Scarring is perhaps the most discouraging facet of acne. All the hard work in getting rid of the pimple in vain because a scar took its place.
Today I want to share with you a simple way that may prevent acne scars. And this is something you should be doing anyway, moisturize. That’s right simply moisturizing can prevent acne scarring and possibly help existing scars heal faster.
Giving credit where it’s due, this post is based on a recent article at the FutureDerm blog, great if not little design-challenged site. That article itself is based on a study published in the December 2012 issue of the International Journal of Cosmetic Science. So there is science-base to this.
Please check out the article here: Study Focus: Moisturization is Very Important for Scar and Stretch Mark Repair
Why moisturizing can help prevent acne scars?
The top layer of the skin is more than a collection of dead skin cells. It creates what’s known as the skin barrier, and this skin barrier function plays a vital role in your overall health. It protects you from UV radiation, bacteria and other pathogens and regulates moisturize. Without this skin barrier function you would lose too much water and your water-rich internal organs would wither. So let’s take a moment to appreciate it.
Damage to the skin disrupts skin barrier function and leads to excessive water loss. As the skin senses excessive water loss it initiates an inflammatory response at the skin. Sometimes the inflammatory process makes a mess of the collagen production at the skin.
Collagen is sort of the support material for your skin. The structure of the skin is made of collagen, and this structure gives your skin form. We could call it the scaffolding that holds your skin in place.
Abnormalities in collagen production and transport to the injured site can cause a scar. Too little collagen and you get a depressed scar, like ice pick scars. Too much and you get a scar that’s raised from the surface of the skin.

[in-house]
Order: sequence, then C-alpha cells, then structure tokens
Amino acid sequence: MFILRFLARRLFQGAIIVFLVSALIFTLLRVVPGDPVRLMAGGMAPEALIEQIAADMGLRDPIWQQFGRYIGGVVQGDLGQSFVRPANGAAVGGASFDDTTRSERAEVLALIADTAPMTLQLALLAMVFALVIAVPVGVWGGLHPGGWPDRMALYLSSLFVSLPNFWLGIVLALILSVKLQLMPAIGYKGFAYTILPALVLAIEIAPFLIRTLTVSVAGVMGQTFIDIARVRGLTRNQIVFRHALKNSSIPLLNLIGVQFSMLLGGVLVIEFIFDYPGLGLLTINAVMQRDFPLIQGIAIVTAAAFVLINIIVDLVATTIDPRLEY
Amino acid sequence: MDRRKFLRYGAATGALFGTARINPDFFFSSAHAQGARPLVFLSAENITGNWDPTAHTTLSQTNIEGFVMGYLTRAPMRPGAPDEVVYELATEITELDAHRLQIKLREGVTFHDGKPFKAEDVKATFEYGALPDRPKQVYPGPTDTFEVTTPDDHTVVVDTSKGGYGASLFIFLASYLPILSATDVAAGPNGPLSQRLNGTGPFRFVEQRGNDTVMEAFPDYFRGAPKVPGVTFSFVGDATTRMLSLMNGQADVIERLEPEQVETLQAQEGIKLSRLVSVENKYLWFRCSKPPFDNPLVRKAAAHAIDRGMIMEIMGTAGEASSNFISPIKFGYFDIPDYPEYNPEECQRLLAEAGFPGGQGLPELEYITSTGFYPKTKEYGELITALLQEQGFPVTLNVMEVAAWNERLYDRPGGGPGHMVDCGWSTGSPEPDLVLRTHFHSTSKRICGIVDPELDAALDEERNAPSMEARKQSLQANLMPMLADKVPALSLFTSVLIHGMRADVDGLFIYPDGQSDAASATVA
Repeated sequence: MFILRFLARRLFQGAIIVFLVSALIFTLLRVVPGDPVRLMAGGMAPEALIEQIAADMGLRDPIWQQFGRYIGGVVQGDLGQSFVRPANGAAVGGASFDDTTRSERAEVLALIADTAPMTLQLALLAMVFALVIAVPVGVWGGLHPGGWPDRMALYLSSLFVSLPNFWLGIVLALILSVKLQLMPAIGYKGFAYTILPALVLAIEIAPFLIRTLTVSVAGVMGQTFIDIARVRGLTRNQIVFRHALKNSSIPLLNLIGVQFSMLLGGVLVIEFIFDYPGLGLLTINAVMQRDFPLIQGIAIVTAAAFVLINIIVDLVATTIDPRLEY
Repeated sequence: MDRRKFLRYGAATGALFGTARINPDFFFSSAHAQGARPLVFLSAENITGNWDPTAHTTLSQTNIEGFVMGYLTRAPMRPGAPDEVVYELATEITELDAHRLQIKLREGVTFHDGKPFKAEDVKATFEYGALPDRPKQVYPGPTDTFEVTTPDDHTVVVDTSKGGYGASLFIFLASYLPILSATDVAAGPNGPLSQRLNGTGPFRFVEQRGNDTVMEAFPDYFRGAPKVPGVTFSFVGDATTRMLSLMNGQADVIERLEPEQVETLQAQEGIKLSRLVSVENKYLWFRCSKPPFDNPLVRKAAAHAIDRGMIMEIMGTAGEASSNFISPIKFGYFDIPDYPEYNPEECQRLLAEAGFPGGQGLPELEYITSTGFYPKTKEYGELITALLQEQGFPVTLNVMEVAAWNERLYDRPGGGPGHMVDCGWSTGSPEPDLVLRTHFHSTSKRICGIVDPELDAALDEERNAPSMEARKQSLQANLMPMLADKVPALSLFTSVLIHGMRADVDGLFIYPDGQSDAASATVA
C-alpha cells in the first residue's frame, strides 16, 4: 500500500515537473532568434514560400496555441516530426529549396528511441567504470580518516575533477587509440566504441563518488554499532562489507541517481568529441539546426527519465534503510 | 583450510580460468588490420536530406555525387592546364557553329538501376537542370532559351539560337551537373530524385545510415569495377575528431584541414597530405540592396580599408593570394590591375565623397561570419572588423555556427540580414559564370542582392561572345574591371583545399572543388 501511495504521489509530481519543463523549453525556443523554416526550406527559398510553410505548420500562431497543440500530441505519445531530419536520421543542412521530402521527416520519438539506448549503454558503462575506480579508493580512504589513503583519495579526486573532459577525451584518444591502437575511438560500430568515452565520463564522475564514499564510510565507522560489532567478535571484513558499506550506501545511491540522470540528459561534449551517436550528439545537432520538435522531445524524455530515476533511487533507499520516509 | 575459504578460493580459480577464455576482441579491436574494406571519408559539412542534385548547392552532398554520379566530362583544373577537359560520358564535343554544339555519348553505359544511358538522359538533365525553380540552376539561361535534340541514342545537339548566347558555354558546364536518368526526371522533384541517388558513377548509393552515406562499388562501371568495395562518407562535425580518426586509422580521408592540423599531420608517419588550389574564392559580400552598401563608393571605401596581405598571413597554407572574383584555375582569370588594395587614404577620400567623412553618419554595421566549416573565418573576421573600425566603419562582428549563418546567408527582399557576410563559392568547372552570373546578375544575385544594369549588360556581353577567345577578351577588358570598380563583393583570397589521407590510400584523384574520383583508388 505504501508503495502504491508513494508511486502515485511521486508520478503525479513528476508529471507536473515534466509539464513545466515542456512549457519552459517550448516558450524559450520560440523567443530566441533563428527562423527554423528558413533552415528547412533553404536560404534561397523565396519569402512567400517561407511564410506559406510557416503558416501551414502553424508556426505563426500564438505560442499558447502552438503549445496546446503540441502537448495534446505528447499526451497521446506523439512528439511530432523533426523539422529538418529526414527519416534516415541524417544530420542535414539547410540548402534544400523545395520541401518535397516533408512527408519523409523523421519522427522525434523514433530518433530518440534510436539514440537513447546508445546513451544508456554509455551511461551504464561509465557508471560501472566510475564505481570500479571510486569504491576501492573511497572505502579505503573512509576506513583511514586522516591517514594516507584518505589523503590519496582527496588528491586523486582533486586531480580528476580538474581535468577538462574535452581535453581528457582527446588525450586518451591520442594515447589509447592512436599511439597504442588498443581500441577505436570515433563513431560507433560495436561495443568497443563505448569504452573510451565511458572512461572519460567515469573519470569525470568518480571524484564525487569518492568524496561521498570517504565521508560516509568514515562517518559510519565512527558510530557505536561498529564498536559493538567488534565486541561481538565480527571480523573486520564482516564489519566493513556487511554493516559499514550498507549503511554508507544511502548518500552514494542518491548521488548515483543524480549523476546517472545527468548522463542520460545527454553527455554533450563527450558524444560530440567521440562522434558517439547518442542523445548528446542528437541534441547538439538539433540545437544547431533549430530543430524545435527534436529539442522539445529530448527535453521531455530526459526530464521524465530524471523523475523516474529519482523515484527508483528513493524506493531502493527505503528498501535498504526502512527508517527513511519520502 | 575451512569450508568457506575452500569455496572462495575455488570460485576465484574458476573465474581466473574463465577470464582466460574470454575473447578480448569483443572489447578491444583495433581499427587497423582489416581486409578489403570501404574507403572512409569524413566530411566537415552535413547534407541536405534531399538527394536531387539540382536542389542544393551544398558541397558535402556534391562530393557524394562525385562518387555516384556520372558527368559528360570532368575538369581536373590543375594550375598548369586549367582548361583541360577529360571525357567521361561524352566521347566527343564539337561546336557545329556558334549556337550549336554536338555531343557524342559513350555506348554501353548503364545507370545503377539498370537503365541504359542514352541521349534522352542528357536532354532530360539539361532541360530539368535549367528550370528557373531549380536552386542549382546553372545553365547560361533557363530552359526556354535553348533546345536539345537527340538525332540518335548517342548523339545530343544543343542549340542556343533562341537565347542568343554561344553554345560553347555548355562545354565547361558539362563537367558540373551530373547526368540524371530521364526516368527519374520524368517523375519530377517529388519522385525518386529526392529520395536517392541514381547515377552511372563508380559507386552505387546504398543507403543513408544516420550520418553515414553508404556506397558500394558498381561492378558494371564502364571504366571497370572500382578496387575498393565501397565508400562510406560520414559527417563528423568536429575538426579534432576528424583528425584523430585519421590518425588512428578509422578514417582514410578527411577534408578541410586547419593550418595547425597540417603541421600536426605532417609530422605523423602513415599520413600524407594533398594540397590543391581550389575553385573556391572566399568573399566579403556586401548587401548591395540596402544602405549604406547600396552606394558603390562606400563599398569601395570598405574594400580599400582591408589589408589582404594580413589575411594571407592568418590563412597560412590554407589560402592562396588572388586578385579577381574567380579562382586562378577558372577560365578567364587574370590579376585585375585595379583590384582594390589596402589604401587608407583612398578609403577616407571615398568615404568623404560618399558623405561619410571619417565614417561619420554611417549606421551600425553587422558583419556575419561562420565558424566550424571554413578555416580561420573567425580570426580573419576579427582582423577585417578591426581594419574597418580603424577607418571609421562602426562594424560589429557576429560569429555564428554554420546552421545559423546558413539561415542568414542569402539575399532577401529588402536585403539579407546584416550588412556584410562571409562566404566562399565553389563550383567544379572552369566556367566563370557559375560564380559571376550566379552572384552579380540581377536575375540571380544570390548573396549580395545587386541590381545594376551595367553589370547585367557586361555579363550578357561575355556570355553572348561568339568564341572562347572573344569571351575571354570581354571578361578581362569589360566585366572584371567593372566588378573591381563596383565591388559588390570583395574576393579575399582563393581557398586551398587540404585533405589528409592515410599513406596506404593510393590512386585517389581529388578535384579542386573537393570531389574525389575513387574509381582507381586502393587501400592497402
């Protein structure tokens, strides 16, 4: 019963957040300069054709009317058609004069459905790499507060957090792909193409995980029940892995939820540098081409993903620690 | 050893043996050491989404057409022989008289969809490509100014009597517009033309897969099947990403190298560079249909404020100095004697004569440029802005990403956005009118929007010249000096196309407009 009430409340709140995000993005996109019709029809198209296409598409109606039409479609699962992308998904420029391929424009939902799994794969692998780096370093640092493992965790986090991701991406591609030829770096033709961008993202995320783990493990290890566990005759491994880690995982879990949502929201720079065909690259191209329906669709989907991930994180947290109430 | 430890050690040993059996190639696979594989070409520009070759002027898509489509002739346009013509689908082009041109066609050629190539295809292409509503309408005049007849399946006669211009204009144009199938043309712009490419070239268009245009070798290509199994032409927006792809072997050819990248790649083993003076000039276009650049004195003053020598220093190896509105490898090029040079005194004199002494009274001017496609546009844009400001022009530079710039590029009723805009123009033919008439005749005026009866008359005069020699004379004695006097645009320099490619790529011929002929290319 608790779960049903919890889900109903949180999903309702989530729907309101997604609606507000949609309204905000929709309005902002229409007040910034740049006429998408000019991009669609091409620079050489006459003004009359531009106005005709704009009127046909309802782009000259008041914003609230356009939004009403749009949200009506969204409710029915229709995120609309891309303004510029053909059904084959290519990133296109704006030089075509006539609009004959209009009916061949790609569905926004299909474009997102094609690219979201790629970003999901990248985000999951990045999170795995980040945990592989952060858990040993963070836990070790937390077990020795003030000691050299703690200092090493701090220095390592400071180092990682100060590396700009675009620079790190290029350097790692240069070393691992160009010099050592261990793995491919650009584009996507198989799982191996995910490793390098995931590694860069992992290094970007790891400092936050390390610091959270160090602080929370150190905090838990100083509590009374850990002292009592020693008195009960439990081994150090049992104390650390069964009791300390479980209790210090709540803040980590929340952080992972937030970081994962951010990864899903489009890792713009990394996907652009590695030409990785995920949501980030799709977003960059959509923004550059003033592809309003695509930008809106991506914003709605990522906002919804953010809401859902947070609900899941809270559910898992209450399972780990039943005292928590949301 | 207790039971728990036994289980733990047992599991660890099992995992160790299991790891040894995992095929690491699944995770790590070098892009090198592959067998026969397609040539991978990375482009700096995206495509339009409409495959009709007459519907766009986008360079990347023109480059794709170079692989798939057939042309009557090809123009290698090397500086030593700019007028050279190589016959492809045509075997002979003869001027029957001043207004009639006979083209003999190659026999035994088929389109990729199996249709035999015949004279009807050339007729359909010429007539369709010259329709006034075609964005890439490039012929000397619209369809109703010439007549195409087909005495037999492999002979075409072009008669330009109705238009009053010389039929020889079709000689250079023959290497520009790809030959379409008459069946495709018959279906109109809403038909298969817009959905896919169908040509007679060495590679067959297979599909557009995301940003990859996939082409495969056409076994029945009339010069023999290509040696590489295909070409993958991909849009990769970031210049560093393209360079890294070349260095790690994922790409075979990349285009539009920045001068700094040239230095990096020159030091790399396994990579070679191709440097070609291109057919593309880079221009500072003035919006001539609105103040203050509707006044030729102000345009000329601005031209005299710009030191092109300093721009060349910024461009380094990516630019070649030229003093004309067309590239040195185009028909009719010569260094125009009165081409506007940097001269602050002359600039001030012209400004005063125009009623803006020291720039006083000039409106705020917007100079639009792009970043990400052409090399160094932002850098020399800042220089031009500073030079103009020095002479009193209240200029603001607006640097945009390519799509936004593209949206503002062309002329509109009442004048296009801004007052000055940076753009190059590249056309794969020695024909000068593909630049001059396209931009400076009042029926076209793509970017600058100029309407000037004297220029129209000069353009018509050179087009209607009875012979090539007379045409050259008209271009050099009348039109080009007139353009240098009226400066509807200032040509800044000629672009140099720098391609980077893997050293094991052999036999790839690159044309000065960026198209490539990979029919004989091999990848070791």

With this bit of background info it’s easy to see how moisturizers can help. Regularly applying moisturizer to the damaged area keeps the site hydrated and prevents (at least to a degree) excessive water loss. This takes of the inflammatory pressure in the area, which means less disruption to collagen production and transportation to the site.
Reading the review paper it looks like moisturizing is one of the most important parts in scar treatment. In fact here’s a quote from the paper:
Indeed it has recently been quoted that ‘hydration of the scar surface is the basis of action of 90% of scar management systems on the market and that most oils, lotions and creams have beneficial effects on scars primarily on the basis of their hydrative capabilities.
So yeah, keeping damaged skin hydrates seems very important. The results from several studies show good improvements in scar healing with moisturizing. The FutureDerm articles includes some pretty impressive looking before/after photos.
Now the paper didn’t discuss acne scars, it focused on larger scars and stretch marks, but the findings should be applicable also to acne scars. The paper noted better results with occlusive therapy, basically moisturizing and then covering the site to further prevent water loss.
For most acne patients covering the scarred area is not very practical. But for some back or chest acne cases covering the area with silicon gel might help.
So there you have it. One of the best reasons I can think of to start moisturizing your skin. Please let me know what you think, and be sure to subscribe for blog updates.
Acne doesn’t have to be confusing or complicated. I can promise that in 10 minutes (the time it takes you to read the next 2 articles) acne finally starts making sense - and you know how to boot it out of your life.
Seppo Puusa, a.k.a. AcneEinstein shares rational advice about natural and alternative acne treatments. Read more about me and my acne struggles at the about me page.